by Max Reyes, San Fernando Valley Young Democrats Editorial Director
One can tell that through its incredibly slow housing market, looming $19 billion budget deficit, and high unemployment rate, the California economy is in despair. Of particular concern is unemployment for individuals in our generation.
According to a recently published New York Times article, 14 percent of 18 to 29 year olds are unemployed and seeking work; and "23 percent are not even seeking a job, according to data from the Bureau of Labor Statistics. The total, 37 percent, is the highest in more than three decades and a rate reminiscent of the [Great Depression].”
Even for college-educated young adults, unemployment is an issue. According to the same article, a “record level” of almost 17 percent are jobless, granted many may be off to graduate school and not seeking work. The unemployment rate for this group is “5.5 percent, [which is] nearly double what it was on the eve of the Great Recession, in 2007, and the highest level — by almost two percentage points — since the Bureau of Labor Statistics started to keep records in 1994 for those with at least four years of college.”
I know that these statistics are discouraging, but for those of you out there that are jobless please know that you’re not alone. Believe me I know what it’s like to look for a job. When I graduated from college in May 2008, I started off as an intern the following month in the CA State Capitol Building. I didn’t get a permanent job until January 2009, but I did campaign work through much of the fall.
Although I had a difficult time getting a job, the contacts I’ve made through the process have proven to be invaluable. While I was still a college student, a professor said that the best way to get a job somewhere is to make at least three contacts in the field you are interested in pursuing and grab lunch with them. He explained that the purpose was to learn more about their job and what they do. At the end of the meeting, he suggested to ask for other contacts that he or she can refer you to so that you can continue to expand your network in the field.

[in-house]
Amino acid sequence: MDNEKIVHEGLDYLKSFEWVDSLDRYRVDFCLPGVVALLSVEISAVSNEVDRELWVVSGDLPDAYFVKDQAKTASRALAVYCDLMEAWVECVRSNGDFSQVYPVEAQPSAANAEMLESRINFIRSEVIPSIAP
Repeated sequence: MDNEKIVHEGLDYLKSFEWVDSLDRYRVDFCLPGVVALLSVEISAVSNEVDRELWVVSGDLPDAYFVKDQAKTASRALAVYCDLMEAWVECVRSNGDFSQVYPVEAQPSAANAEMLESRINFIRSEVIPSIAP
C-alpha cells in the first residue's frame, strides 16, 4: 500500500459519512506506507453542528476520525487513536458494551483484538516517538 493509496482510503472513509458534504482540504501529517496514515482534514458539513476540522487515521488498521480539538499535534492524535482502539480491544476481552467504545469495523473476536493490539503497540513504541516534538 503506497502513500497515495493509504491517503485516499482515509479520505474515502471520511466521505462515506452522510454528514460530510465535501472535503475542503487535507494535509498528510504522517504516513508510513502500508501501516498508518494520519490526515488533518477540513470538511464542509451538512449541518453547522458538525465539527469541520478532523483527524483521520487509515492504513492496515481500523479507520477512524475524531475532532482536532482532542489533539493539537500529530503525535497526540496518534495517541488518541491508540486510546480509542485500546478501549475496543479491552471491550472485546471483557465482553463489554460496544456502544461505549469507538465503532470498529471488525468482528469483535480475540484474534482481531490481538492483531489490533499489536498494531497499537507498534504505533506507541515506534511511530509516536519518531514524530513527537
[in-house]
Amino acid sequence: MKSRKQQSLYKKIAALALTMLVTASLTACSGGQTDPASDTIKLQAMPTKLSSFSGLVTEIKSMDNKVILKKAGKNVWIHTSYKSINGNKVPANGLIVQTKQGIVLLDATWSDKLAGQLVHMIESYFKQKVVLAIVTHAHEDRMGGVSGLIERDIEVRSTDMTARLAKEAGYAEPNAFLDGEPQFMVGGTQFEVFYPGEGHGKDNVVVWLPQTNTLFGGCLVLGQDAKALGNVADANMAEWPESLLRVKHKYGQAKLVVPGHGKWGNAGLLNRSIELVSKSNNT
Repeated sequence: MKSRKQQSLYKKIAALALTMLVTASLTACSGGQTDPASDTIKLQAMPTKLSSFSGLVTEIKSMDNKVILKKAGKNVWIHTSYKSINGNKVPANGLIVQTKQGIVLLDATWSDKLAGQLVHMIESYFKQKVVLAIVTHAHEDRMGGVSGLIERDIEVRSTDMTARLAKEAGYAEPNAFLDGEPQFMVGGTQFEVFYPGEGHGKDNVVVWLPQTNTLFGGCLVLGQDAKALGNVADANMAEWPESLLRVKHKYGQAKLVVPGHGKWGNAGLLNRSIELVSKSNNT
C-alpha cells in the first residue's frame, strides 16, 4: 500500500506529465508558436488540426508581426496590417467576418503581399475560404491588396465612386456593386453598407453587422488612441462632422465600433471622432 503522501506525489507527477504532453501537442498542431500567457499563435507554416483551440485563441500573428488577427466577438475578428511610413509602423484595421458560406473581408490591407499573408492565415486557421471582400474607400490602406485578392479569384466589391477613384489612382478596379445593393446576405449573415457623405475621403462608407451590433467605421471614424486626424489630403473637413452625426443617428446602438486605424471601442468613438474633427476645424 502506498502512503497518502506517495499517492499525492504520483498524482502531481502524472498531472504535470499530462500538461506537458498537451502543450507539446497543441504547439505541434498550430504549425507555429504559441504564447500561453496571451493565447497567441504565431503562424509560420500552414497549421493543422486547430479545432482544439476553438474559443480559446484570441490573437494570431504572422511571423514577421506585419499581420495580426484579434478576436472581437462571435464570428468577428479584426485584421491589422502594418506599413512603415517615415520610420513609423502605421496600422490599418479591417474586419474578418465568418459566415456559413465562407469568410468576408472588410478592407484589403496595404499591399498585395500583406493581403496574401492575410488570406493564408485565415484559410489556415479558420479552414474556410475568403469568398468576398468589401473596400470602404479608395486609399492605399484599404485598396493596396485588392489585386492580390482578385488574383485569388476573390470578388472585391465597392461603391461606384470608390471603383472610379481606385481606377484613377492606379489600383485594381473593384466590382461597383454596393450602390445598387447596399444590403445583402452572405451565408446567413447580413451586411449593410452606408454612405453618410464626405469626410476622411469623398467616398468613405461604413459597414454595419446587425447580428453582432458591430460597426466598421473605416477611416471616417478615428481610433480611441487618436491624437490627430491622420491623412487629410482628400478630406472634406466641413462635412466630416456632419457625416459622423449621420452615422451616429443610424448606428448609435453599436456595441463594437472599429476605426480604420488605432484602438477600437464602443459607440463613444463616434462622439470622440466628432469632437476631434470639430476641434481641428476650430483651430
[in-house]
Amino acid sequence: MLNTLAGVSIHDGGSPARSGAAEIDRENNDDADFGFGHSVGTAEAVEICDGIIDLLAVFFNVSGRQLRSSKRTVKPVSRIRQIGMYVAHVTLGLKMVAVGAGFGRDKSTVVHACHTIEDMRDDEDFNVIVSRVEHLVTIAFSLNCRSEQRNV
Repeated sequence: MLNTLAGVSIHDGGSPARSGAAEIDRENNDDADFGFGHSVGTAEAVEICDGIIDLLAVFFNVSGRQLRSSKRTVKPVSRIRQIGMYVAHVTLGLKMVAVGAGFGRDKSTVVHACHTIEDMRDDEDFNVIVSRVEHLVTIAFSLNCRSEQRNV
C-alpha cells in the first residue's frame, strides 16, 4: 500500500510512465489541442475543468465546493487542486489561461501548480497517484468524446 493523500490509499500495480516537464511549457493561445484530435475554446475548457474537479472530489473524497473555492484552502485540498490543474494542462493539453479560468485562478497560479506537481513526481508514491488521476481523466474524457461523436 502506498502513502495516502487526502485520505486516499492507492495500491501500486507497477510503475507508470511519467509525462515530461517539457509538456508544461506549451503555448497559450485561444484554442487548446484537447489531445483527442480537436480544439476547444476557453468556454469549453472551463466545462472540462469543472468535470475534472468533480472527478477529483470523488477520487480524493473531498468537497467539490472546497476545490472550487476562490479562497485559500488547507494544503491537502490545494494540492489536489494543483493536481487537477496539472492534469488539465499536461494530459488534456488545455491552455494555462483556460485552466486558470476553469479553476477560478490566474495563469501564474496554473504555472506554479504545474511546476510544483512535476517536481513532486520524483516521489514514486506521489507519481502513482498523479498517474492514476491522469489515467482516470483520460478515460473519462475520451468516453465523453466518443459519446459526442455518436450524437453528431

I followed my professor’s advice and contacted a former professor who was well connected in Sacramento. He referred me to three individuals, who I set up coffees or lunches with while I was interning. They each connected me to three or four others and I repeated the process with each contact I made. By the end of the summer, you can imagine that my network expanded beyond what I could ever have imagined. Essentially, this led me to my campaign job and my first permanent job in the Capitol Building. Not only did I gain an extensive network, but I also made a lot of great friends and mentors who support me up until this day (I’m sure for a long time to come).
Aside from networking, there are other resources out there that help the unemployed. For instance, there are ways to receive low-cost automobile insurance and food assistance to hold you over until you get a job. Great resources are your State Legislators. They are equipped with information to help you through this difficult time. To find out who your local Assemblymember or State Senator is visit: www.assembly.ca.gov. I would also encourage you to contact your local Chambers of Commerce to find out if they have job fairs coming up or any programs to help those who are looking for work. Lastly, get on pertinent e-mail listservs that forward its subscribers employment opportunities.